% of change as compared to cultivated land during the time period −1.949.020.536.8−23.9−15.9−0.8−1.2
Table 3. Land ownership and fragmentation in Nepal. Data Source: Reference [78].
Table 3. Land ownership and fragmentation in Nepal. Data Source: Reference [78].
Farm Size Class (ha)High MountainsMiddle and Low Mountains
% of HouseholdsDistribution of Agricultural Land (%)% of HouseholdsDistribution of Agricultural Land (%)
Less than
2 and over3.218.42.613.0

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Chaudhary, S.; Wang, Y.; Dixit, A.M.; Khanal, N.R.; Xu, P.; Fu, B.; Yan, K.; Liu, Q.; Lu, Y.; Li, M. A Synopsis of Farmland Abandonment and Its Driving Factors in Nepal. Land 2020, 9, 84.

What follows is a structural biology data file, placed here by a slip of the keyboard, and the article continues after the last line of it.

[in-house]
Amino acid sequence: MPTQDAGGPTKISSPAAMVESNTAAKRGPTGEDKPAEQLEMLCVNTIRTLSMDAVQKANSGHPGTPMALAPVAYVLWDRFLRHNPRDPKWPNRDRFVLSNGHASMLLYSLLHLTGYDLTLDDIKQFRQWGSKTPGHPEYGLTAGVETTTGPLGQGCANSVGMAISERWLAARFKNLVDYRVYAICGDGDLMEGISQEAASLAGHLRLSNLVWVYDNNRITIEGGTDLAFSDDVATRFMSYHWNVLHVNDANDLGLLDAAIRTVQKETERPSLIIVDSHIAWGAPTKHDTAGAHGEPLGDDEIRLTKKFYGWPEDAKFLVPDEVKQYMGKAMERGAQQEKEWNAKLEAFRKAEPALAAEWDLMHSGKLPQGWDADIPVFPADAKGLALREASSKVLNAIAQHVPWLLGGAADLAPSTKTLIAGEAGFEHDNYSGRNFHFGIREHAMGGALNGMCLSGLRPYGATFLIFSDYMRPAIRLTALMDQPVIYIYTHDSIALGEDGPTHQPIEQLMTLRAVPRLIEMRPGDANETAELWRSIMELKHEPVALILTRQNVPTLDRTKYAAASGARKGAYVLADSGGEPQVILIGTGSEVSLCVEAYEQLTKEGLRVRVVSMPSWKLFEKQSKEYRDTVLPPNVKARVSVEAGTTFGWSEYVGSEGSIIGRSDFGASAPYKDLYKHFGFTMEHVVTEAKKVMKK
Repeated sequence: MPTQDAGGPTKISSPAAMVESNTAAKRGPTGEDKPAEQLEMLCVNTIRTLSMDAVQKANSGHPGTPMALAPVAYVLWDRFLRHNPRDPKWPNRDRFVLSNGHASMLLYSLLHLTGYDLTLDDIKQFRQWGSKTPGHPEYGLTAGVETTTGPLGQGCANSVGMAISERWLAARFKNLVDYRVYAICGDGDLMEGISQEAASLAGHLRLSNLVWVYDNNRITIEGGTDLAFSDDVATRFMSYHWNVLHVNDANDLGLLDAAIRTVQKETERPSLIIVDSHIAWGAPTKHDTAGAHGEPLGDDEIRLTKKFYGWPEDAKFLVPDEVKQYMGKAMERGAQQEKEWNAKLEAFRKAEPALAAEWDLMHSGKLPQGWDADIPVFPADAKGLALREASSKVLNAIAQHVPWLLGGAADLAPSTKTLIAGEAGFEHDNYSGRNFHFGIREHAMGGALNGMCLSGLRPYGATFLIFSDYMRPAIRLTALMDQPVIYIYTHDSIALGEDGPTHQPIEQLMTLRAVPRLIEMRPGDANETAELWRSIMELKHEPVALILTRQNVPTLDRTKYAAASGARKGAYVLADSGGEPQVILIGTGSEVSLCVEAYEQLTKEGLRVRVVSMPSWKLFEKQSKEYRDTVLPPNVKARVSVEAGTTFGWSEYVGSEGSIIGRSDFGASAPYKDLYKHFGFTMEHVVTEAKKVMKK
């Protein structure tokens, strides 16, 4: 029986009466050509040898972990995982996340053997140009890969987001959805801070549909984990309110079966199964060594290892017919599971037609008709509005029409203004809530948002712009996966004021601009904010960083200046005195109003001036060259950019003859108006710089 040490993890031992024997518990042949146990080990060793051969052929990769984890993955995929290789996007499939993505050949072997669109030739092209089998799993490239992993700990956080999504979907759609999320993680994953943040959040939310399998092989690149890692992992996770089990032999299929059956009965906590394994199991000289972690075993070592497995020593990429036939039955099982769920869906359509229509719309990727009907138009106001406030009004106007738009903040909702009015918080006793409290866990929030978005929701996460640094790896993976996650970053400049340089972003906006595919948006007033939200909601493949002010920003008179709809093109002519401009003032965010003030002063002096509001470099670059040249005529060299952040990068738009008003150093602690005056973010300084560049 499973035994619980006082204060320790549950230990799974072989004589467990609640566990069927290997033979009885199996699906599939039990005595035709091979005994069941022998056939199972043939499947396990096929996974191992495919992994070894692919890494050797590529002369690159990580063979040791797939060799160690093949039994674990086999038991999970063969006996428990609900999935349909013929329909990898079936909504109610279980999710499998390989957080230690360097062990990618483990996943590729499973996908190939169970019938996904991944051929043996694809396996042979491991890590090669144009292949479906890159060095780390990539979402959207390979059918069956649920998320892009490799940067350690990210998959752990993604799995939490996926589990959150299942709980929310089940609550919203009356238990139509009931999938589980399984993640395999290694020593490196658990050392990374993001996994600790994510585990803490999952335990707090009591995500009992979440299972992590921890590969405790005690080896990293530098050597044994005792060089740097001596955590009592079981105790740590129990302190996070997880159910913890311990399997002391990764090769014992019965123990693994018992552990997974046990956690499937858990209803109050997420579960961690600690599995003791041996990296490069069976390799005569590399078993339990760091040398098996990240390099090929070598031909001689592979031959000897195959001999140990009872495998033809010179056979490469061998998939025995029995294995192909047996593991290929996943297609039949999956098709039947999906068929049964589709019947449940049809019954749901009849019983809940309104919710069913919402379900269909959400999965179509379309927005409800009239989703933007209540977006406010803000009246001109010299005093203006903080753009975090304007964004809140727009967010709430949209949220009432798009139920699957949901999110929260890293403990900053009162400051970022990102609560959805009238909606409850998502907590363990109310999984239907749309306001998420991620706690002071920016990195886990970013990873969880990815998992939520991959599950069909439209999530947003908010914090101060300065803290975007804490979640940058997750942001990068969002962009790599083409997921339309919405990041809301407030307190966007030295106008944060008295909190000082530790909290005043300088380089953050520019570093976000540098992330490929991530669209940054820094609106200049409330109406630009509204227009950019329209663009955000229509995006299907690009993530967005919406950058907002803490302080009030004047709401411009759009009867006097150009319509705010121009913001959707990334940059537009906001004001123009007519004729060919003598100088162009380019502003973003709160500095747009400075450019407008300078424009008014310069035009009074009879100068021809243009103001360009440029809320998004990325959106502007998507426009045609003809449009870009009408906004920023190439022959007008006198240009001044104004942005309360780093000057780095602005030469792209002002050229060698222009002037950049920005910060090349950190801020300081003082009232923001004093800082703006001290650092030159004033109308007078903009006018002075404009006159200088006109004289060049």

AMA Style

Chaudhary S, Wang Y, Dixit AM, Khanal NR, Xu P, Fu B, Yan K, Liu Q, Lu Y, Li M. A Synopsis of Farmland Abandonment and Its Driving Factors in Nepal. Land. 2020; 9(3):84.

Chicago/Turabian Style

Chaudhary, Suresh, Yukuan Wang, Amod Mani Dixit, Narendra Raj Khanal, Pei Xu, Bin Fu, Kun Yan, Qin Liu, Yafeng Lu, and Ming Li. 2020. "A Synopsis of Farmland Abandonment and Its Driving Factors in Nepal" Land 9, no. 3: 84.